Pömmelte is around the same size as Stonehenge and excavations have uncovered stone axes, pottery and methods of burial that are similar © Stephan Knopf
Dubbed “Germanys Stonehenge,” Pömmelte is a circular sanctuary created more than 4,000 years ago. It was used by a culture that had vanished from human memory but is now—slowly—gaining ground in the public consciousness, thanks to an ever-expanding store of archaeological knowledge and a regional campaign to put the site on the tourist map.
Since excavations began at the site in north-eastern Germany in 2005, this late Stone Age cathedral has supplied more pieces of the puzzle, helping to build a picture of the dawn of the Unetice culture, sometimes described as Europes first “state”. This culture sustained extensive trade links and a rigid hierarchy, and showed a sophisticated understanding of the connections between the night sky and the seasons. It disappeared around 1600BC.
Unlike Stonehenge, Pömmelte was made of thousands of pieces of wood, rather than stone, and not much visible has survived. But a reconstruction of the site with carved and painted wooden posts was completed in 2016. Visitor numbers climbed to around 33,000 last year, a figure that Gunnar Schellenberger, a state secretary in the Saxony-Anhalt Culture Ministry, says has “considerable potential to grow”. In May the state announced plans to develop the tourist infrastructure with an adjacent building offering virtual reality reconstructions, a café and toilets. Signs have been recently installed on the nearby autobahn to guide visitors to the site.
The key to unlocking the door to the Unetice realm in Germany was the discovery of the Nebra Sky Disc, the oldest surviving representation of the cosmos. The disc was illegally excavated from a hill around 100km south of Pömmelte and recovered in 2002 for the Landesmuseum für Vorgeschichte (State Museum for Prehistory) in Halle. It is the subject of an exhibition due to open in Halle in 2021 and travel on to the British Museum, called The World of the Nebra Sky Disc—New Horizons.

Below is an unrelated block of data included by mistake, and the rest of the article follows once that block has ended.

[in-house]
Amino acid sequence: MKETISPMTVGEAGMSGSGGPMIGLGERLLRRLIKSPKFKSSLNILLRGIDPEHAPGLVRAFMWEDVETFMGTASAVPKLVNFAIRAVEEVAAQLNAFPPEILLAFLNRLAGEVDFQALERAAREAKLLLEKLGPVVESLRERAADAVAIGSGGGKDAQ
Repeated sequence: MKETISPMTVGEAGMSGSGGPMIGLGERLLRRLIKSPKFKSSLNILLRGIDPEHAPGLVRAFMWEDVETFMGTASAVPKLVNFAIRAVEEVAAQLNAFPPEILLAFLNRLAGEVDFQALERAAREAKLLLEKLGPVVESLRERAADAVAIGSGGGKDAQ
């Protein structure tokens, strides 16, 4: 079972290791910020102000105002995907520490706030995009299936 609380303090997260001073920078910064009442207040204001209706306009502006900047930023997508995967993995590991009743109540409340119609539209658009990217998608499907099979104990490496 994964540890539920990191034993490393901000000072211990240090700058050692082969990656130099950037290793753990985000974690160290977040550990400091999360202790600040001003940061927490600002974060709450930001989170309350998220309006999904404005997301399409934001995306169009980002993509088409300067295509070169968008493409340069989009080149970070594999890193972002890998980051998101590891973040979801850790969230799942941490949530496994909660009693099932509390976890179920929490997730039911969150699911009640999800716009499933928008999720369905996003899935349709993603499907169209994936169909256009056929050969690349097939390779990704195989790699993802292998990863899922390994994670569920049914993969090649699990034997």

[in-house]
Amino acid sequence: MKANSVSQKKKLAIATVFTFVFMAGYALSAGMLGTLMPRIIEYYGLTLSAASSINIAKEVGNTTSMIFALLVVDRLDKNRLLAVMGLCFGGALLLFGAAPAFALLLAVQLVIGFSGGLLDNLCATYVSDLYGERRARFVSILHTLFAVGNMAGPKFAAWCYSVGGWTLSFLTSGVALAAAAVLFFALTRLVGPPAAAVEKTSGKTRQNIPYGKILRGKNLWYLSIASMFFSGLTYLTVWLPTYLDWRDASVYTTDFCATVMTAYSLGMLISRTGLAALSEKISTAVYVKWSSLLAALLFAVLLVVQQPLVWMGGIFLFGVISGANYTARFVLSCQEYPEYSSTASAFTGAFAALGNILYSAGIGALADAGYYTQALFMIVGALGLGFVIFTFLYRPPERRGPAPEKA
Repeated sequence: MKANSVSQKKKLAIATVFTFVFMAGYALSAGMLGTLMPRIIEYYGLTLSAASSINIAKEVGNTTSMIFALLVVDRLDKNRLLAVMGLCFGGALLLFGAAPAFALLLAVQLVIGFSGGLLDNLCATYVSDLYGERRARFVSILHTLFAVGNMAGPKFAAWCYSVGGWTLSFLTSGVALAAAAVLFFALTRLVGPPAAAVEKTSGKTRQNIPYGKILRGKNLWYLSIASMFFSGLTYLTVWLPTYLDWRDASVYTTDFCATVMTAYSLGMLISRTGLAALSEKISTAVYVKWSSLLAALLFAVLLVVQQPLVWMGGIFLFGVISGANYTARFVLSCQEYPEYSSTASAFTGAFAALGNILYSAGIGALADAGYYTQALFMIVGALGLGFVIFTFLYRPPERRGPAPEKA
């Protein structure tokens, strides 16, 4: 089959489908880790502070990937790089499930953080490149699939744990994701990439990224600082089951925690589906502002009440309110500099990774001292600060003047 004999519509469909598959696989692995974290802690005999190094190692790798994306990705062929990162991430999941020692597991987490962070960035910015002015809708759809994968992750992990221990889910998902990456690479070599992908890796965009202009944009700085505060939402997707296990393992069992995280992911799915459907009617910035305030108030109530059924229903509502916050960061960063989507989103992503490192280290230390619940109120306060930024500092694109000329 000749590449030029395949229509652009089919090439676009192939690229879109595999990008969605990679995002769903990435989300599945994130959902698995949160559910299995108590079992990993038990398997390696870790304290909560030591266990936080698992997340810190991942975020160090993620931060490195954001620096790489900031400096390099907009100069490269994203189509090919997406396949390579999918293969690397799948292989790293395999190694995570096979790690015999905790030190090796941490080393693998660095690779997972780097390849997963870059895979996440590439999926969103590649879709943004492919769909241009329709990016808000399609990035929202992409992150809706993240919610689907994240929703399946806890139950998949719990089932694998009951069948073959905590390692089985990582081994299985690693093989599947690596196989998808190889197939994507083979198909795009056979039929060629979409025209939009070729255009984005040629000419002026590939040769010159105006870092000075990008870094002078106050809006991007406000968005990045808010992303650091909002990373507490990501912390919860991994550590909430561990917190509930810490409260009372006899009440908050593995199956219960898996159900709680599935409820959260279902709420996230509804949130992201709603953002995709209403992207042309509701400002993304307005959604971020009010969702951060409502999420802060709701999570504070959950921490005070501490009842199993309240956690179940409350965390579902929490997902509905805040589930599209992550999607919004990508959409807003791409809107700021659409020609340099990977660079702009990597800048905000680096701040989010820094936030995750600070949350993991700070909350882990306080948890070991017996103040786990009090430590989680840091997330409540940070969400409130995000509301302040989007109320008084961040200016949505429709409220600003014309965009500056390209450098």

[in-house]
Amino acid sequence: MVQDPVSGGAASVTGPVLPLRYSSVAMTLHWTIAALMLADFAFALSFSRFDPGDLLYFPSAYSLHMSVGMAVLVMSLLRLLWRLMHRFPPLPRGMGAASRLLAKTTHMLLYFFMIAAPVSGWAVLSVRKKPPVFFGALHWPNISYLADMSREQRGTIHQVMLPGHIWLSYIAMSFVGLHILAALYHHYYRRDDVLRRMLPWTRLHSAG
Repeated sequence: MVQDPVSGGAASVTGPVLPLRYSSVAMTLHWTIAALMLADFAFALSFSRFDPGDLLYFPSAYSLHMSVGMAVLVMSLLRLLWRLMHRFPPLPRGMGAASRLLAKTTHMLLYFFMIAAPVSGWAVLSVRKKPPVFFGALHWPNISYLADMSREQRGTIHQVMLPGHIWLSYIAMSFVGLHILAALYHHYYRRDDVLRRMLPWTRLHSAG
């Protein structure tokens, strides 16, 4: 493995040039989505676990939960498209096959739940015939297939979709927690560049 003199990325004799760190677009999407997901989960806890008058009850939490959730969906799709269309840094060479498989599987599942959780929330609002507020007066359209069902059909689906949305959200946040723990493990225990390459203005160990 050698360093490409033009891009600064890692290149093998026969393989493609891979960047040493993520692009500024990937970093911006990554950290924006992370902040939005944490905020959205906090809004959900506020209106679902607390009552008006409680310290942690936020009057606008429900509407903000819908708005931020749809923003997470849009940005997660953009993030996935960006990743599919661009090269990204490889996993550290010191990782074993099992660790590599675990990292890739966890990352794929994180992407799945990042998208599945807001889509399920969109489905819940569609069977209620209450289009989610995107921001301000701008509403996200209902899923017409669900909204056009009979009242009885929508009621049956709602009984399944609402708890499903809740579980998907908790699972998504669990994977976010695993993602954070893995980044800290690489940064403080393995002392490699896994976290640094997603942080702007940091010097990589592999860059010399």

With rich soil and plenty of rainfall, the region south of Magdeburg surrounding the eastern Harz Mountains became a melting pot in the late Stone Age. The arrival of new groups from the steppes with horses, wheels and carts heralded the dawn of a new era and the emergence of the Unetice culture. The Nebra Sky Disc, which was buried around 1600BC, offers evidence of this cultures technical prowess with metal and its far-reaching connections: the bronze and gold in the disc originate from Cornwall, in south-west England.
The similarities between Stonehenge and Pömmelte suggest those links extend even further back, says Joshua Pollard, a professor of archaeology at Southampton University, whose research focuses on Stonehenge and Avebury in Britain. Both Stonehenge and Pömmelte are around 115m in diameter.
“There are striking analogies between the monuments,” he says. “It seems too coincidental that the idea of creating these multiple-circle circuits should be current in both regions simultaneously.” The stone axes, pottery and the methods of human burial are also similar.
“It suggests a generalised shared knowledge,” Pollard says. “It was already known that in the early Bronze Age there was a flow of metals. What was not appreciated was the flow of ideas that was happening even earlier. It suddenly seems a much more connected world.”
The Nebra Sky Disc, discovered in the same region, features gold and bronze from England
Excavations over the past two years have extended to the area around the Pömmelte sanctuary. A joint team from the Martin Luther Universität in Halle and Southampton University are unearthing remnants of Neolithic houses built by the Beaker Culture and subsequent early Bronze-Age long houses constructed by the Unetice culture betwRead More – Source